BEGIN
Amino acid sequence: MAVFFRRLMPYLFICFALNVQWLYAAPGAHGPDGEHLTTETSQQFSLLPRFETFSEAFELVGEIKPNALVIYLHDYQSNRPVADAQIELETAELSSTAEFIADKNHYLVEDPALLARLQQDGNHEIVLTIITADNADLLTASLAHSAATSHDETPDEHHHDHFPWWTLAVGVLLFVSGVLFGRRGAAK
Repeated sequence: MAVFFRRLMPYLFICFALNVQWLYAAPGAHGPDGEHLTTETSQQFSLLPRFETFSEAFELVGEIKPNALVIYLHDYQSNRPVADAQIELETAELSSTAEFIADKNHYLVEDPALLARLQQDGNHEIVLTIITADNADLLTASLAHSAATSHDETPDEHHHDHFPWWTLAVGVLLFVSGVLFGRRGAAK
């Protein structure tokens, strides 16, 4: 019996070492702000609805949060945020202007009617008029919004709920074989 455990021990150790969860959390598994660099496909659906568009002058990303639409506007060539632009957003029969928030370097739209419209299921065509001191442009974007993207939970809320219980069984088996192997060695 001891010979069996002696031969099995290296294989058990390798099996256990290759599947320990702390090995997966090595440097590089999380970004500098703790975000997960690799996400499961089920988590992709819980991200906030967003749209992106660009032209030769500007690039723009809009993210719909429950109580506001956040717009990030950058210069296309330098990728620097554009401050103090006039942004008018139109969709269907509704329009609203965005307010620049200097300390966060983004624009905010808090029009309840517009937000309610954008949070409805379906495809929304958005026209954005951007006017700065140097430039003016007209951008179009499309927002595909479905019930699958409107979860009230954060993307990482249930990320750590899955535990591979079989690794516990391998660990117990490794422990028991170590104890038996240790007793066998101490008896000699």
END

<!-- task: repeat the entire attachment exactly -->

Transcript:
Amino acid sequence: MAVFFRRLMPYLFICFALNVQWLYAAPGAHGPDGEHLTTETSQQFSLLPRFETFSEAFELVGEIKPNALVIYLHDYQSNRPVADAQIELETAELSSTAEFIADKNHYLVEDPALLARLQQDGNHEIVLTIITADNADLLTASLAHSAATSHDETPDEHHHDHFPWWTLAVGVLLFVSGVLFGRRGAAK
Repeated sequence: MAVFFRRLMPYLFICFALNVQWLYAAPGAHGPDGEHLTTETSQQFSLLPRFETFSEAFELVGEIKPNALVIYLHDYQSNRPVADAQIELETAELSSTAEFIADKNHYLVEDPALLARLQQDGNHEIVLTIITADNADLLTASLAHSAATSHDETPDEHHHDHFPWWTLAVGVLLFVSGVLFGRRGAAK
């Protein structure tokens, strides 16, 4: 019996070492702000609805949060945020202007009617008029919004709920074989 455990021990150790969860959390598994660099496909659906568009002058990303639409506007060539632009957003029969928030370097739209419209299921065509001191442009974007993207939970809320219980069984088996192997060695 001891010979069996002696031969099995290296294989058990390798099996256990290759599947320990702390090995997966090595440097590089999380970004500098703790975000997960690799996400499961089920988590992709819980991200906030967003749209992106660009032209030769500007690039723009809009993210719909429950109580506001956040717009990030950058210069296309330098990728620097554009401050103090006039942004008018139109969709269907509704329009609203965005307010620049200097300390966060983004624009905010808090029009309840517009937000309610954008949070409805379906495809929304958005026209954005951007006017700065140097430039003016007209951008179009499309927002595909479905019930699958409107979860009230954060993307990482249930990320750590899955535990591979079989690794516990391998660990117990490794422990028991170590104890038996240790007793066998101490008896000699």